Speeding drivers will face fines and penalty points from next week as a new speed safety camera system launches on a stretch of the M7 in Tipperary.
The mainline Motorway Average Speed Safety Camera system will monitor a driver’s average speed as they drive between Junction 26 (Nenagh West) and Junction 27 (Birdhill) of the motorway, in both directions.
It will operate 24 hours a day, seven days a week.
The system will become fully operational from 7am on Monday, April 25th and drivers detected travelling in excess of the 120 km/h speed limit will be subject to prosecution from the same time.
A Garda spokesperson said: “Prosecution of speeding offences take place by Fixed Charge Notice. The current Fixed Charge Notice is [an] €80 fine accompanied by three penalty points.”
A pilot of the system commenced in March to monitor compliance levels, but no prosecutions will take place until Monday.
Before the installation of the system, compliance with the motorway speed limit was below 70 per cent. During the pilot scheme, levels rose but remain below 90 per cent.
It is hoped that the introduction of prosecutions will encourage further compliance with the speed limit, with a Garda statement previously saying: “The objective is to secure compliance, not prosecutions.”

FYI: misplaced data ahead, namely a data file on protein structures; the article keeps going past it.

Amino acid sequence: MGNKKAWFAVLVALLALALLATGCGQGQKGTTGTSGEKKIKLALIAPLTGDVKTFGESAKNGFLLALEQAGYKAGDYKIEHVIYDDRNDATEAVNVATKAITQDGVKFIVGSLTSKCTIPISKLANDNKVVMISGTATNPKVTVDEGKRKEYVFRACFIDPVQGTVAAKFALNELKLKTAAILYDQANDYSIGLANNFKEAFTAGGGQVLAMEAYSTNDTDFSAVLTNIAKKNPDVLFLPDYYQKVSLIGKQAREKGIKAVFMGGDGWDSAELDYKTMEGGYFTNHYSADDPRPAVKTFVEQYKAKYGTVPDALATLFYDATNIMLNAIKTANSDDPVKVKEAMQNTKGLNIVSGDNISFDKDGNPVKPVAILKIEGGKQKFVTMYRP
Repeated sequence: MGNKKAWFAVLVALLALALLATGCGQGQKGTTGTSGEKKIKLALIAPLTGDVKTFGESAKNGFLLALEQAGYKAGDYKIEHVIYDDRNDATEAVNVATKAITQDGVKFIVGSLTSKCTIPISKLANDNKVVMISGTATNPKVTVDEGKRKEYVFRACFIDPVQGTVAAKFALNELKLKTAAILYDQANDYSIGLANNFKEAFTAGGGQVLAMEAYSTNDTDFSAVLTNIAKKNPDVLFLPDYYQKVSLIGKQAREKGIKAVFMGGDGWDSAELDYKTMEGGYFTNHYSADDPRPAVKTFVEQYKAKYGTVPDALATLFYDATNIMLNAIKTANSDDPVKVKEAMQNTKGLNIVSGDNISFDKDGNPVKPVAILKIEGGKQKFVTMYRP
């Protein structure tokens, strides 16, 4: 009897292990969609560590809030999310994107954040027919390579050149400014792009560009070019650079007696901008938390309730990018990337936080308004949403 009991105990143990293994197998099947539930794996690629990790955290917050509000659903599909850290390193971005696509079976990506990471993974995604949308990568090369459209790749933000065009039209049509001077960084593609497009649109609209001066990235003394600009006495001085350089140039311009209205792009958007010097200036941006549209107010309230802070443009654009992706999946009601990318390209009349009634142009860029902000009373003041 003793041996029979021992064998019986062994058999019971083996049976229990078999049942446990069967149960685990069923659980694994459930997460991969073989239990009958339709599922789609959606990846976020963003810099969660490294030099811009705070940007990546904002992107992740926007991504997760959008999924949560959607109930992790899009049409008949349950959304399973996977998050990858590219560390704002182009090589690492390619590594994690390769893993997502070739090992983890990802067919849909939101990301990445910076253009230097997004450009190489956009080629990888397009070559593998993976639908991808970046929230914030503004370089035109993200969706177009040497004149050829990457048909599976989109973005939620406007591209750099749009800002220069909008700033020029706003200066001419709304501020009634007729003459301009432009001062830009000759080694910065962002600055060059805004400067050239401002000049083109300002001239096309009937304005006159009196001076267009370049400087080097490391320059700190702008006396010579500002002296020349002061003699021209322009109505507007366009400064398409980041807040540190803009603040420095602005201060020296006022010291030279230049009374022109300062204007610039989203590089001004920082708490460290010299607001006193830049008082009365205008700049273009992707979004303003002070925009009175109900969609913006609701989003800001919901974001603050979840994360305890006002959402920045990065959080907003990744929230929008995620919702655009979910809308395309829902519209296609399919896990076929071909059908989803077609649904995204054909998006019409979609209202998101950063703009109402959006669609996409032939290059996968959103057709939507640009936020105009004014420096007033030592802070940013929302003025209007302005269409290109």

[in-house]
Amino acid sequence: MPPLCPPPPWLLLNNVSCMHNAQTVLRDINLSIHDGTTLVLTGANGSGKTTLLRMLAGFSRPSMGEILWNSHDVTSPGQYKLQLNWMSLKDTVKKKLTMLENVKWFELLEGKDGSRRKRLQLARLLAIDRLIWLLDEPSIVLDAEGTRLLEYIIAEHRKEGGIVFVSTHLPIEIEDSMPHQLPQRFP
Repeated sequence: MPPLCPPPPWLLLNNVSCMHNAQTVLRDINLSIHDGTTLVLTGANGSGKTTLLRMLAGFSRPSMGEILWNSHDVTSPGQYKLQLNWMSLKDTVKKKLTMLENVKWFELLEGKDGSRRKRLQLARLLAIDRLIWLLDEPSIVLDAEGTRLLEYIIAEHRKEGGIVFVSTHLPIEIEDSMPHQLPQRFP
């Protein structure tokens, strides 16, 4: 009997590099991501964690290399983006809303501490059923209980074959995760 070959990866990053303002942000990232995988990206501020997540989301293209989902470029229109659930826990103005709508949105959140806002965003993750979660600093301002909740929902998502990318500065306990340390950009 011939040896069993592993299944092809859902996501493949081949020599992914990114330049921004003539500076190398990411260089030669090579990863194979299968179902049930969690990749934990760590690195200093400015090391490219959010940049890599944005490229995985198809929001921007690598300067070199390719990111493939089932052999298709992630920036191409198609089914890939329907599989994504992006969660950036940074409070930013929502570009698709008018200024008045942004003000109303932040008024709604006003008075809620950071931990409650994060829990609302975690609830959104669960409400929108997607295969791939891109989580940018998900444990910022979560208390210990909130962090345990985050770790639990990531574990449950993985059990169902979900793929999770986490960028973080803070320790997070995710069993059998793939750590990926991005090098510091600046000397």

The camera system is the first mainline motorway-based system in Ireland, with an identical system in place inside the Dublin Tunnel since mid-2017.
“It has been hugely successful in improving driver behaviour as regards speeding, with the number of drivers exceeding the speed limit of 80 km/h dropping from about 55 per cent to just over 10 per cent,” gardaí said of the Dublin Tunnel system.
Gardaí said analysis of traffic data by Transport Infrastructure Ireland (TII) shows that speeding is “typical of driver behaviour on low traffic volume sections of the motorway network throughout the country.”
“This type of driver behaviour is very dangerous, and it is compounded during rain or hail showers increasing the potential of serious accidents,” a statement added.
TII has analysed speed data on the M7 corridor since 2017 and identified speeding as a “significant issue,” with approximately 40 per cent of drivers exceeding the 120 km/h speed limit on certain sections.
The data also identified that speeds “are not being appropriately moderated in response to adverse weather conditions such as heavy rain or low road temperatures.”
As a result, the section of the M7 now host to the new speed cameras was selected as it has been subject to frequent weather-related events (mostly hail), resulting in increased collision frequency in the area.
Garda Superintendent Tom Murphy said in March that current speeds on the M7 were “totally unacceptable” and it was hoped that 24/7 monitoring would ensure greater speed limit compliance.
"This system will save lives and make our roads safer. An Garda Síochána are delighted to work with TII and RSA to implement this project," he said.